The outtakes provide an intimate – and often very humourous – insight into the trio's work ethic, if it can be called such a thing. (By all accounts they sound as though they're having a very jolly time indeed.) Highlights include alternative opening words and end music, as well as Postgate sound-checking in character as Bagpuss. This never-before heard audio provides a real treat for fans (and indeed those new to the Smallfilms stable) – affirmation again to the enduring quality of these special recordings, and the beloved programme that inspired them.

    "An accidental classic of the folk-roots underground that we never dared hope we’d hear with such clarity." -Stewart Lee.

    And so their work was done.

    FORMAT INFORMATION

    Coloured LP Info: Ltd edition PINK vinyl repress

    Bert Jansch

    A Man I'd Rather Be (Part 2)

      A Man I’d Rather Be' (Part II) comprises Jansch’s late ’60s and early ’70s output, an under-rated era, no doubt influenced by the now well-established Pentangle sound. Bandmates Danny Thompson (bass) and Terry Cox (drums) regularly feature among the musicians as well as cameo appearances by Mary Hopkin, Toni Visconti and Dave Mattacks. In this period we see Jansch’s take on pop (Nicola), blues (Birthday Blues funnily enough), handsome arrangements (Rosemary Lane) and barque folk (Moonshine).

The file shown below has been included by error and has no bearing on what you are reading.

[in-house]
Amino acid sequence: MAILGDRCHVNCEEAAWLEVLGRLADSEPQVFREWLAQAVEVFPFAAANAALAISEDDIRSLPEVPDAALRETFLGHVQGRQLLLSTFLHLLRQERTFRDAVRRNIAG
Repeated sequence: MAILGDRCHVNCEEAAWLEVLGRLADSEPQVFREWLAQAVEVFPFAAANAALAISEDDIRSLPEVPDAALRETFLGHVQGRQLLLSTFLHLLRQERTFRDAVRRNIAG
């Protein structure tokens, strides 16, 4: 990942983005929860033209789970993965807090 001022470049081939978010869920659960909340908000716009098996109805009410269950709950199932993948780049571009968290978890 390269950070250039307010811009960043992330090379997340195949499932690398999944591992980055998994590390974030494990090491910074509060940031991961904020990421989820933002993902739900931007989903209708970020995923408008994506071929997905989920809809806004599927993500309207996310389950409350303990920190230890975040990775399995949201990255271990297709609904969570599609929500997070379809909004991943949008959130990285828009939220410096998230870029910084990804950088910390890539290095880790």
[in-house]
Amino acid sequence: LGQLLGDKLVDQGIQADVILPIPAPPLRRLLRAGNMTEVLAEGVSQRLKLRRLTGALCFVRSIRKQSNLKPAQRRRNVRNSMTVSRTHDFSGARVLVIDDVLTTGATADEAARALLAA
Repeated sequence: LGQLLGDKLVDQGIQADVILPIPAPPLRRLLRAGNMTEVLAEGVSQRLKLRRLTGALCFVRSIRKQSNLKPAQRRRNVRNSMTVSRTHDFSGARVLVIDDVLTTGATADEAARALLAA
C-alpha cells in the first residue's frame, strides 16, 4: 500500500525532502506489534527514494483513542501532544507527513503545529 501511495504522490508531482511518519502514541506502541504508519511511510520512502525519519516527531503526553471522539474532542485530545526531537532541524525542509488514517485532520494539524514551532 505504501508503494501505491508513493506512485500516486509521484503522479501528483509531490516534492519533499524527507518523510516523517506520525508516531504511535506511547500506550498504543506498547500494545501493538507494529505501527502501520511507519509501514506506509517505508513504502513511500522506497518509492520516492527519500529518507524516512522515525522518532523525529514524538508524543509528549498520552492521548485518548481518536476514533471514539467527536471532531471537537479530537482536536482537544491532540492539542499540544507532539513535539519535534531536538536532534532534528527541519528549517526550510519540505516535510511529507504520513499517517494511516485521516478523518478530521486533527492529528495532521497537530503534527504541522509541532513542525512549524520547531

All of this being conjured during a time when Pentangle was simultaneously releasing albums and constantly touring; to say that the man had a generous talent is something of an understatement.  The lush orchestration of Nicola was partly recorded by John Wood who would later engineer Nick Drake’s recordings at the same studio. The heart melting cover of Birthday Blues contains a set with some of the stalwarts of Bert’s solo and Pentangle sets, ‘Poison’ and ‘A Woman Like You’ and some of his most arresting work including ‘Come Sing a Happy Song’ which featured on the soundtrack of Noah Baumbach’s The Squid and the Whale in 2005.